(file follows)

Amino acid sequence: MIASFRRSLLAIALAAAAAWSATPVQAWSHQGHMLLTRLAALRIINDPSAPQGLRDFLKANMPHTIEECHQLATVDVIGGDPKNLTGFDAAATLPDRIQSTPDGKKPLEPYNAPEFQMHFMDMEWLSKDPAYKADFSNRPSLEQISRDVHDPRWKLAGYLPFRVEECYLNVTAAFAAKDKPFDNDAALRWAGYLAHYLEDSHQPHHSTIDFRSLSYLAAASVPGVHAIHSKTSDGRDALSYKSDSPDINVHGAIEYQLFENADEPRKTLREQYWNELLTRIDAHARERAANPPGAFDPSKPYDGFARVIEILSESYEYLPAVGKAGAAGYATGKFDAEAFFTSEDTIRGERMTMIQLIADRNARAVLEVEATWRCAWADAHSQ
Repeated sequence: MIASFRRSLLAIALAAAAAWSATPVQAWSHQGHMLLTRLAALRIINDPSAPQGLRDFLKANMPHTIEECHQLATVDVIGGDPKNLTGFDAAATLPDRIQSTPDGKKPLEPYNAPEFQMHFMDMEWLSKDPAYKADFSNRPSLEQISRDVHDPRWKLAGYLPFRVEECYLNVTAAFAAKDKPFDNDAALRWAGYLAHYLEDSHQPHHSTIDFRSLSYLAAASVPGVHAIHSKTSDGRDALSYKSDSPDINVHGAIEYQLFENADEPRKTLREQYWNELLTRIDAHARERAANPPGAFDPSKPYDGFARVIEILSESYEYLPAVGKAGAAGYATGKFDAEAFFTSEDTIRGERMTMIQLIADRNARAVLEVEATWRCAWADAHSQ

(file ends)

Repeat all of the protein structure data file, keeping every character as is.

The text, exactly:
Amino acid sequence: MIASFRRSLLAIALAAAAAWSATPVQAWSHQGHMLLTRLAALRIINDPSAPQGLRDFLKANMPHTIEECHQLATVDVIGGDPKNLTGFDAAATLPDRIQSTPDGKKPLEPYNAPEFQMHFMDMEWLSKDPAYKADFSNRPSLEQISRDVHDPRWKLAGYLPFRVEECYLNVTAAFAAKDKPFDNDAALRWAGYLAHYLEDSHQPHHSTIDFRSLSYLAAASVPGVHAIHSKTSDGRDALSYKSDSPDINVHGAIEYQLFENADEPRKTLREQYWNELLTRIDAHARERAANPPGAFDPSKPYDGFARVIEILSESYEYLPAVGKAGAAGYATGKFDAEAFFTSEDTIRGERMTMIQLIADRNARAVLEVEATWRCAWADAHSQ
Repeated sequence: MIASFRRSLLAIALAAAAAWSATPVQAWSHQGHMLLTRLAALRIINDPSAPQGLRDFLKANMPHTIEECHQLATVDVIGGDPKNLTGFDAAATLPDRIQSTPDGKKPLEPYNAPEFQMHFMDMEWLSKDPAYKADFSNRPSLEQISRDVHDPRWKLAGYLPFRVEECYLNVTAAFAAKDKPFDNDAALRWAGYLAHYLEDSHQPHHSTIDFRSLSYLAAASVPGVHAIHSKTSDGRDALSYKSDSPDINVHGAIEYQLFENADEPRKTLREQYWNELLTRIDAHARERAANPPGAFDPSKPYDGFARVIEILSESYEYLPAVGKAGAAGYATGKFDAEAFFTSEDTIRGERMTMIQLIADRNARAVLEVEATWRCAWADAHSQ